Private Gold Network


Barter of value, as determined by an unencumbered market, has been practiced for the vast majority of world history. It was a simple and private means of establishing values and satisfying individual needs via open exchange, and can still be found in use today, in numerous communities.

For millennia the ancient world progressed, family’s prospered, and foolish practices quickly learned, through this open market exchange. But at times it was difficult to close the books on a trade, or to fulfill “on the spot” equality of exchange where a valuable item was traded for one of lesser value, and it became necessary for a tally stick of “IOU” accounts to be kept on outstanding “trades”. The solution to this less than satisfactory system was a market accepted medium of exchange, a “currency” that could satisfy any imbalances at the time the exchange takes place.

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This necessity for a convenient medium of exchange (currency) lead to civilizations on all continents independently determining that specific weights of gold and silver, would serve this role admirably. The principles established for measuring these precious metals have change little over the last 6,000 years.

Four thousand years before the birth of Jesus Christ, it is recorded that the use of the equal arm beam balance provided the market place with its first instrument for determining exact and relative weights to equate "currency" standards for trade and exchange.

This ancient balance consisted of a horizontal suspended beam, from which hung a pan at each end, equidistant from the pivot. One pan held the established and predetermined standard weight (often made of limestone) that was to be exchanged to satisfy the trade in question. Pieces of silver, small gold nuggets, dust, or granules were then added to the entity pan until the two pans balanced. The correct weight of silver or gold required to satisfy the price to be paid or differential of the item traded, was then given and the transaction completed. Though primitive, these two-pan beam balances were capable of accuracy as high as 99%.

Probably the most significant improvement to this beam balance design was made by the Romans who added a knife edge called the fulcrum to the pivot point, which made the device much more sensitive and accurate, particularly when determining very small weights. This standardization of just weights and measuring devices insured that not only could exchanges in the market place be quickly and easily determined and settled, but the results could be relied upon.

As a natural progression and in order to dispense with the need for carrying a beam scale, standardized measures of silver and gold were cast in a crude minting fashion, to an established weight and purity. This was a major breakthrough in facilitating both domestic and international trade, and was the basis for the first coins.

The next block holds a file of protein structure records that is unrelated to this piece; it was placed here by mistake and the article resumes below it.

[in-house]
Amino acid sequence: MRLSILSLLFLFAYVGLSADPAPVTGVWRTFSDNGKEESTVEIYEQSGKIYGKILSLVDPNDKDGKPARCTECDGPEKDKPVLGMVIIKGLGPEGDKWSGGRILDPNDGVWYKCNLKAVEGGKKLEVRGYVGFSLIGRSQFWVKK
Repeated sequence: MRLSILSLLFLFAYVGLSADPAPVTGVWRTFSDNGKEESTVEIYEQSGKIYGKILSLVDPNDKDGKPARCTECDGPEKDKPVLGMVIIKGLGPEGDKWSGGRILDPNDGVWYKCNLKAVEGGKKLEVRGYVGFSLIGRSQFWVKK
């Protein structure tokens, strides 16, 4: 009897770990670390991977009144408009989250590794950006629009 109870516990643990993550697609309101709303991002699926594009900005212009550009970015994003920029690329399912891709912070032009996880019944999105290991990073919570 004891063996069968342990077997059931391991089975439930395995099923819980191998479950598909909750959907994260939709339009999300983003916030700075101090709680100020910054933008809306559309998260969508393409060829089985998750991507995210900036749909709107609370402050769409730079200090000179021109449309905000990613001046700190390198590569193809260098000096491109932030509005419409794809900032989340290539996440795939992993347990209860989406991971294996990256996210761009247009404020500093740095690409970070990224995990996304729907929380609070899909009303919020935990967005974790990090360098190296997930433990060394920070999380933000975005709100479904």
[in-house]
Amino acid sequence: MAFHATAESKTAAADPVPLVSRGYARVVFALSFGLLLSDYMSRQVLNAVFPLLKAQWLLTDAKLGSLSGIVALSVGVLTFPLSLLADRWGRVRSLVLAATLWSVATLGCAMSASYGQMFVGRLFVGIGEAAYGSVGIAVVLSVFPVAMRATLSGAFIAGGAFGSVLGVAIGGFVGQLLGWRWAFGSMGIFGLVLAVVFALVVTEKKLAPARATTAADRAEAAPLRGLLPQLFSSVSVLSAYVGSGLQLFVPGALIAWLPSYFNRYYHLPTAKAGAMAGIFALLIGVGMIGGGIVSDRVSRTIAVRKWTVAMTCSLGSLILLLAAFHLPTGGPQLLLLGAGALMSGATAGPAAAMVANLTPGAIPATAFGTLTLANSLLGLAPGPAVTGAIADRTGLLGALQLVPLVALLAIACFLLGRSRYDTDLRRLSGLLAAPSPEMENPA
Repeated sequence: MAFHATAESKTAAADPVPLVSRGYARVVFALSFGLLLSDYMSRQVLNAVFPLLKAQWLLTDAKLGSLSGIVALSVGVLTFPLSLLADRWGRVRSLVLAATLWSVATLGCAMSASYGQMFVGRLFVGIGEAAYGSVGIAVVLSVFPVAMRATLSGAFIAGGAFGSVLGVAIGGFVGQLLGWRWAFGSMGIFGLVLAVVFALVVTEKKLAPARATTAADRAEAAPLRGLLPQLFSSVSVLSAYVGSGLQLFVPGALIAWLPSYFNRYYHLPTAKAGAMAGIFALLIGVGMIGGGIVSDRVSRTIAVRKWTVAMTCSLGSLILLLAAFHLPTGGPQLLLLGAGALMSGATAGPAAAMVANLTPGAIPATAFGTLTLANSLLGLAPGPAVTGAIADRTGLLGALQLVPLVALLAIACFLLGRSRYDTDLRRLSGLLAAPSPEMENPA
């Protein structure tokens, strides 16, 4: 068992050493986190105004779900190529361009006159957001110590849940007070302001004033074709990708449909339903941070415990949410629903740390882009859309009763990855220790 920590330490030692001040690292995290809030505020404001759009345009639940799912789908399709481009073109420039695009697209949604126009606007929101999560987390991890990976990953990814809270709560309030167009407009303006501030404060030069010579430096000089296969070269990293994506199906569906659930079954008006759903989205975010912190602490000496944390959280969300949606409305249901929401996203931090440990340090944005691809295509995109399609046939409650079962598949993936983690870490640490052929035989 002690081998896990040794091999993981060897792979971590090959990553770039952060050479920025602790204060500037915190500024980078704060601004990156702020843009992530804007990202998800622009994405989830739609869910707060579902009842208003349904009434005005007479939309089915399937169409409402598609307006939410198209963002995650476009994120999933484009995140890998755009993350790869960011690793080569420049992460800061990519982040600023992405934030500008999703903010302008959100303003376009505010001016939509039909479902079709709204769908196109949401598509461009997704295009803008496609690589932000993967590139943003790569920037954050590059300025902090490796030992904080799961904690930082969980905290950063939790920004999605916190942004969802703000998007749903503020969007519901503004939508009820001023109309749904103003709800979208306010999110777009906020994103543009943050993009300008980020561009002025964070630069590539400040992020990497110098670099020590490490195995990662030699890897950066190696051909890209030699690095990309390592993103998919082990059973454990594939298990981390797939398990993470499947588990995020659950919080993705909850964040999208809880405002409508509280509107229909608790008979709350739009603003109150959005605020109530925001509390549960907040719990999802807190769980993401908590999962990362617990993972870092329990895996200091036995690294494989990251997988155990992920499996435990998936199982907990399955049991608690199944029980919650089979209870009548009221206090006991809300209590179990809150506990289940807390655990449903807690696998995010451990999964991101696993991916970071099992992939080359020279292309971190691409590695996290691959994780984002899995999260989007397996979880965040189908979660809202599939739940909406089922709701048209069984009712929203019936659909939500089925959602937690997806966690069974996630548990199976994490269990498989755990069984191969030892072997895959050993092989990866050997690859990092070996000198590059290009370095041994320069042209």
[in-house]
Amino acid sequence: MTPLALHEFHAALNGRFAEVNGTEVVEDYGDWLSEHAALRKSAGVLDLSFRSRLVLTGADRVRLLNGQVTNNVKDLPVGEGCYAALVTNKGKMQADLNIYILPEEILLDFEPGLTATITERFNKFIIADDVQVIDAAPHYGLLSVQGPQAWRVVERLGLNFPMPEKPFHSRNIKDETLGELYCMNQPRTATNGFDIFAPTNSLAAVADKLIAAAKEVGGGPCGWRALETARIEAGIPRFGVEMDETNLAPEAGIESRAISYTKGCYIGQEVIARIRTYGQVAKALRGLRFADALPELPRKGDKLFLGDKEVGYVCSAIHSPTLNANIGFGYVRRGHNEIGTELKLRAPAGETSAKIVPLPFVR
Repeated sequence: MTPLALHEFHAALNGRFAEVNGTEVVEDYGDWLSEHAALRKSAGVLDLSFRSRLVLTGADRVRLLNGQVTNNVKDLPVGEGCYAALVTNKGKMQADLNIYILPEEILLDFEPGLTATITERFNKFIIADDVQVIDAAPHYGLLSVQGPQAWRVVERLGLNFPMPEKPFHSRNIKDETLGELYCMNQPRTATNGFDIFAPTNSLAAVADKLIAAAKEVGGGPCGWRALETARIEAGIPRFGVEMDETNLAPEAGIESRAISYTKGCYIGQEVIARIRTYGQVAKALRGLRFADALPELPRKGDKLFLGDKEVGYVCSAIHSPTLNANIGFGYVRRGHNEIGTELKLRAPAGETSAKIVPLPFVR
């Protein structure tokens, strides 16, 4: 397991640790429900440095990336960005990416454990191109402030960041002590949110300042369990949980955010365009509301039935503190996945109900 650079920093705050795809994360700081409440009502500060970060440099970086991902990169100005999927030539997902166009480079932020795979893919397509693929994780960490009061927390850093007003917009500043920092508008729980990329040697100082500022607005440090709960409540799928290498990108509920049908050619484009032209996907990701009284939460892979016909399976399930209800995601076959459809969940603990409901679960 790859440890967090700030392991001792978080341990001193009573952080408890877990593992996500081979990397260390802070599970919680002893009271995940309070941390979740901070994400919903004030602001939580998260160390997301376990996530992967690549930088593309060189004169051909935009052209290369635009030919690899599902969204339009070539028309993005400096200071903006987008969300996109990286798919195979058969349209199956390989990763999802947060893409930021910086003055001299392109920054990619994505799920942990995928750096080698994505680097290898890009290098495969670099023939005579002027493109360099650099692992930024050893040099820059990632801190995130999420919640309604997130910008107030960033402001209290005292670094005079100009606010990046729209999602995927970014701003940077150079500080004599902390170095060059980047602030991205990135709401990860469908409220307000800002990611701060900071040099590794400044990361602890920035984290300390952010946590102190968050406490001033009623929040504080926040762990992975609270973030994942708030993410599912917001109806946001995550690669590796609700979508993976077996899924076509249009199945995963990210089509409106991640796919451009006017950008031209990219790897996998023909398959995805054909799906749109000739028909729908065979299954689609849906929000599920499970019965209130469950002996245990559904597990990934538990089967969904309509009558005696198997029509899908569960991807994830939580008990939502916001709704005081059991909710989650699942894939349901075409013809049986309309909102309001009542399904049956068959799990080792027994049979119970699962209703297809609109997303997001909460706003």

The history of coinage is fascinating. It would appear that the first coin ever produced was the privately issued "Lydian Lion" in about 600 BC. Interestingly they were made of a blend of silver and gold, known as "electrum", and were about 50-60% gold. Minted by King Alyattes in Sardis, Lydia, Asia Minor (modern day Turkey), these coins which weighed 4.7 grams, were approx 11mm in diameter and 4mm thick.

Bulion coins in their purest form were the perfect currency. All too often though they lost their purity by becoming the exclusive domain and monopoly of Kings, Caesars and Governments, who controlled their issue, debased their intrinsic value, and introduced a regulated face value, thus infecting their citizens with the “dis-ease” of a valueless money system of unjust weights and measures. It was soon recognized by the astute merchant that this practice was to the detriment of the economy to which these debased coins were mandated, and trades were often only consummated in the currency of the merchant’s choise.

“ Open Exchange Coins”, which are almost exclusively privately issued and minted from the created resources of gold and silver, utilize the God given benefits of these tangible commodities, and are therefore grossly different from money.

Money is a modern invention in world history. The word money comes from the latin word “Moneta” which was one of the names of “Juno”, the Roman goddess, whose temple was used as a mint. Money is a pagan term, and along with its associated instruments and derivatives is a dangerous and deceptive mechanism. Today's money is known as “fiat” currency; which is a form of currency that comes into existence by a government decree or statute, and not as a result of an open market preference. Fiat money usually has a denominated face value, is devoid of intrinsic value, and consists merely of a promise issued by a government. This problem is accentuated by the fact that the vast majority of the governments of the worlds’ 200 countries are either massively in debt or insolvent. Further, money is continually devalued in direct proportion to the increase of its supply. As more money is printed and or minted and spent into circulation, the less valuable the money you have in your pocket becomes. This is basic supply and demand economics.

Gold and silver coins on the other hand require no “promise to honor” from anyone, because they possess intrinsic value. It’s not surprising then, that gold and silver coins as currency are disliked by the “Caesars” of this world, because they can’t print them. Their clear preference is “money” because it’s “Caesars’ creation”. So, as has been suggested... "render unto Caesar that which is Caesar's, and unto God that which is God's"

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